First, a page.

“Teachers have a big impact and people remember their teachers years later. I had lots of great teachers and they impacted and shaped who I am today. Whenever I think of my favorite teacher, I think of Miss B because she really cared for you and was willing to help. That was my favorite year and I loved going to school.”
This quote is from one of my students in the high school “Intro to Teaching” class that I co-taught a few years ago. I asked the students to reflect on great teachers and respond to questions such as:
Which teacher touched your life?
Who kindled your interest?
How did they do that?
Who pressed you to do your best?
Another student responded, “Mr. R is definitely someone who pressed us to do our best in our Christian walks. I would say that Miss A really showed love to us, since she always had a gentle but firm spirit. Mr. G and Mr. R both had a passion for their subjects and communicated it by being excited and fired up about what they had for us to learn.”
Good teachers have to wear many hats. You may be an instructor, coach, nurse, preacher, traffic controller, cook, janitor, evaluator, and librarian all in one day. I’m sure we could list many more roles that we assume.
“Classroom manager” is an important role for us. There are many aspects of classroom management as we manage the teacher, students, instruction, behavior, motivation, discipleship, classroom environment, and relationships.
Classroom management begins with the teacher and significantly impacts student learning and teacher satisfaction. Students remember great teachers who touched their lives, sparked their interests, and encouraged them to do their best. They maintain powerful images of the teachers who demonstrated deep love and care for children. These great teachers passed on a passion for the subjects they taught and captivated their students with that passion. “They approached their work with creativity and imagination, striving constantly to improve” (National Board for Professional Teaching Standards, 2002).
The classroom teacher is the most important component of education (Beaty, 2010).
Research shows and Marzano’s (2003) meta-analysis supports the idea that effective teachers make a big difference in student learning. As the leader of the classroom, the teacher sets the emotional tone in the classroom. The teacher establishes the environment for students, for their success or failure, their feeling safe, and their confidence (Sprick, 2006). The teacher must know how to interact with students, and must show care and respect for students. The teacher should model positive character traits and show students that school is a place to love learning (Selig, 2010). Each student should feel noticed and cared for.
The teacher’s behavior is an important factor in student behavior (Sprick, 2006). The teacher needs to be “with-it,” having the ability to identify and quickly act on potential behavior problems (Marzano, 2003). Good teachers are aware of what is happening in the classroom at all times. They scan the room even when working with individuals or groups and demonstrate their awareness by intervening promptly and accurately when behavior threatens to disrupt.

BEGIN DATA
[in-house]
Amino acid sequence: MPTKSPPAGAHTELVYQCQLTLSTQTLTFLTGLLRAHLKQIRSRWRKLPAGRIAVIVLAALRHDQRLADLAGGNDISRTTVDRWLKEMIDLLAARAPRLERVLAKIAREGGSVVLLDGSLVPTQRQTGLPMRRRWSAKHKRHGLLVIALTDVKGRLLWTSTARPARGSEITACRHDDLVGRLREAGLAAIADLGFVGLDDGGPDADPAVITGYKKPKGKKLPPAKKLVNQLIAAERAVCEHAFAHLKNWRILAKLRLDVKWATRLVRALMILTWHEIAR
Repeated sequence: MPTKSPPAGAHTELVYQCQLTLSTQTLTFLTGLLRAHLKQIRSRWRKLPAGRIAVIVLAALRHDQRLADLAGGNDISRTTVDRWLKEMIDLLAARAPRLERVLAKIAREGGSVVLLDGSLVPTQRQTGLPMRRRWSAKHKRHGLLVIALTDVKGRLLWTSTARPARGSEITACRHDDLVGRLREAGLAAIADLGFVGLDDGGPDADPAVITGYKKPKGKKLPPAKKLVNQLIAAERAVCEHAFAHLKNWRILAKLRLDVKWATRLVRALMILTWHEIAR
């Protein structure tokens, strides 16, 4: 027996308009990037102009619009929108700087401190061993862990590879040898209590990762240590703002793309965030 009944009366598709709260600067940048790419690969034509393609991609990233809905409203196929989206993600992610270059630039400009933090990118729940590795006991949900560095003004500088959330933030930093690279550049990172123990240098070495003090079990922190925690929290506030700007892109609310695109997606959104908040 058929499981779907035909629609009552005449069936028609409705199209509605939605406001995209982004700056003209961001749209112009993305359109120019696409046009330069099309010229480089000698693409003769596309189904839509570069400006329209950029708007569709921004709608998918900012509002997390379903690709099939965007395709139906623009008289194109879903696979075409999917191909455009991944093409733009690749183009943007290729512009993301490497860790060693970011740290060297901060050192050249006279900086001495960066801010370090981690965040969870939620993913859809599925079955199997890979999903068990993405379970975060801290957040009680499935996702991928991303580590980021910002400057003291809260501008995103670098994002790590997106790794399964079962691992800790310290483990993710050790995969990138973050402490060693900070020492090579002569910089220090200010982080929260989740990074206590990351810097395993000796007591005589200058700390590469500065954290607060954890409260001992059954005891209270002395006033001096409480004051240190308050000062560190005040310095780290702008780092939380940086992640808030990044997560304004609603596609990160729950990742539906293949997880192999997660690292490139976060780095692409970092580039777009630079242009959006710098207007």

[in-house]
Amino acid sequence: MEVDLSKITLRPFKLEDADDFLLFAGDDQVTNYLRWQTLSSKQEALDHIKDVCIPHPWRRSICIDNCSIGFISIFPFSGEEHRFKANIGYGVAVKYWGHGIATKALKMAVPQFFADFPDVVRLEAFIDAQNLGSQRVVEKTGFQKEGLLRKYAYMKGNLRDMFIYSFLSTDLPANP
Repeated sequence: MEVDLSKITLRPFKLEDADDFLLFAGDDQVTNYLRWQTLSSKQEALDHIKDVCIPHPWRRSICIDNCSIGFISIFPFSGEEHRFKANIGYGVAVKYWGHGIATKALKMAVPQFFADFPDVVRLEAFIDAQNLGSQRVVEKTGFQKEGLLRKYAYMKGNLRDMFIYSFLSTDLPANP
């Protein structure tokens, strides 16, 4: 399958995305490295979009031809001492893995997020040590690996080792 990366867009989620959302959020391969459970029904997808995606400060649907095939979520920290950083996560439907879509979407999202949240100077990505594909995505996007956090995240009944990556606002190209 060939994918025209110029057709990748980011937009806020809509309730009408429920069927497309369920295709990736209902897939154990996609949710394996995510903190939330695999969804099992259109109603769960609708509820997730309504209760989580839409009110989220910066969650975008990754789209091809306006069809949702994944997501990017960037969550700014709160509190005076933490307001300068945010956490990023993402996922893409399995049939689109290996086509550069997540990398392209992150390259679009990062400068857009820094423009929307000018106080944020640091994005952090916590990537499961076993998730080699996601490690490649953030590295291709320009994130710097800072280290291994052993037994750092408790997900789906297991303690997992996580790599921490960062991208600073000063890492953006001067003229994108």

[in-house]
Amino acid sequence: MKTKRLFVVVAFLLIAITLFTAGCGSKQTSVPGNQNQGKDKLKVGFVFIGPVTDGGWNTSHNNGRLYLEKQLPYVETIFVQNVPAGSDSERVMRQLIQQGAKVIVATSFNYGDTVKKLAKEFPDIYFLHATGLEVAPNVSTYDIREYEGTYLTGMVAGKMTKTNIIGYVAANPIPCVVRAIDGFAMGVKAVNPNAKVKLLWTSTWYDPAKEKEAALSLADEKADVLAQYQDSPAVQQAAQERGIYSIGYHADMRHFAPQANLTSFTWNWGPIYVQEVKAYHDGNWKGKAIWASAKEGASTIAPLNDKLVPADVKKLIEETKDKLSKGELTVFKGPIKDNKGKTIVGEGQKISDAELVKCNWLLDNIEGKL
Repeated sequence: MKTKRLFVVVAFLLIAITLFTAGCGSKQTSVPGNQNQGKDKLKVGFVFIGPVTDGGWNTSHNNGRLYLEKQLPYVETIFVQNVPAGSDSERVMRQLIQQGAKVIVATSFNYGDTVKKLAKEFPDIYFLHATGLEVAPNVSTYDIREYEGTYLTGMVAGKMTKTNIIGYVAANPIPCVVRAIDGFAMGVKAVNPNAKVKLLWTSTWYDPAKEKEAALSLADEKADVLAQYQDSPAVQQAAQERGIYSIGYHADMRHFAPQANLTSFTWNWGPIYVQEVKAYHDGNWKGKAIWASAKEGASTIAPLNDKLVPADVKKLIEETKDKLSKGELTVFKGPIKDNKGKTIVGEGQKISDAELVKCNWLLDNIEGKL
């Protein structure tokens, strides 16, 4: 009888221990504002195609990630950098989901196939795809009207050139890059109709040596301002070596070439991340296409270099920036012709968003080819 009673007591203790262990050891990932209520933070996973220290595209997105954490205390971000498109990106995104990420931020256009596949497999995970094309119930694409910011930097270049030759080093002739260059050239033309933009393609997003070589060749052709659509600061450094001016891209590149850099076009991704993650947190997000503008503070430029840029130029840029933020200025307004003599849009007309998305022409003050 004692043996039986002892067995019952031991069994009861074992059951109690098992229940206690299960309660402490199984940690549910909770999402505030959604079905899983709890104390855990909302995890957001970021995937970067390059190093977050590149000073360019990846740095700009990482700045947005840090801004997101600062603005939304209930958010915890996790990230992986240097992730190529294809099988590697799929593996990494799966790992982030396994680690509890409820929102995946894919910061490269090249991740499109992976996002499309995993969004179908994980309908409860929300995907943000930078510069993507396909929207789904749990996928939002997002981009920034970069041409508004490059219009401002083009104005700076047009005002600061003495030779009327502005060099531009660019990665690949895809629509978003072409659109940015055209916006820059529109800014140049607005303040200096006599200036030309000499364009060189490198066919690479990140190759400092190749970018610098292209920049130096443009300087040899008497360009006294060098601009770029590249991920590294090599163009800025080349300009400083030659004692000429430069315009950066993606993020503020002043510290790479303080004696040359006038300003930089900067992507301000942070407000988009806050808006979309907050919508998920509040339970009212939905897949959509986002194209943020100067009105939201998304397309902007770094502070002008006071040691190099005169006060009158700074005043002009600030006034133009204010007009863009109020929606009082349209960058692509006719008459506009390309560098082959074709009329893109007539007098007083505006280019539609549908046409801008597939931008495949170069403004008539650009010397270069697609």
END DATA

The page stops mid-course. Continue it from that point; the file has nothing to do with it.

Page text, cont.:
The teacher must make presentations interesting and involve students in learning and activities. He should be dynamic, clear, use humor, vary the tone of voice, vary intensity, make the lesson’s purpose clear, and clarify information (Sprick, 2006). She must give clear instruction, prepare opportunities for practice, and offer feedback.
Teachers need to maintain a positive attitude toward students. They can do so by taking care of themselves, keeping a positive and realistic view of student success, reflecting on their plans, and determining to interact positively with each student. They should not take student misbehavior personally. They may need to consult with colleagues about challenges (Sprick, 2006).
The effective teacher will be a praying teacher who applies the learning and practical application. She acts on her research and theories to teach well. His goal for students is that they “grow in grace and in the knowledge of our Lord and Savior, Jesus Christ”, 2 Peter 3:18.
Beaty-O’Ferrall, M., Green, A., & Hanna, F. (2010). Classroom management strategies for difficult students: promoting change through relationships. Middle School Journal (41)4. Retrieved from https://www.amle.org/Publications/MiddleSchoolJournal/Articles/ March2010/Article4/tabid/2149/Default.aspx
Marzano, R. (2003). Classroom management that works. Upper Saddle River: Pearson
National Board for Professional Teaching Standards, (2002). What teachers should know and be able to do. NBPTS. Retrieved from https://www.nbpts.org/sites/default/files/documents/certificates/what_teachers_should_ know.pdf
Selig, G., Arroyo, A., Jordan, H., Baggaley, K., & Hunter, E. (2010). Loving our differences for teachers. Boston: Pearson Learning Solutions
Sprick, R. (2006). Discipline in the secondary classroom. San Francisco: Jossey-Bass.
CONTRIBUTOR: Arlene Birt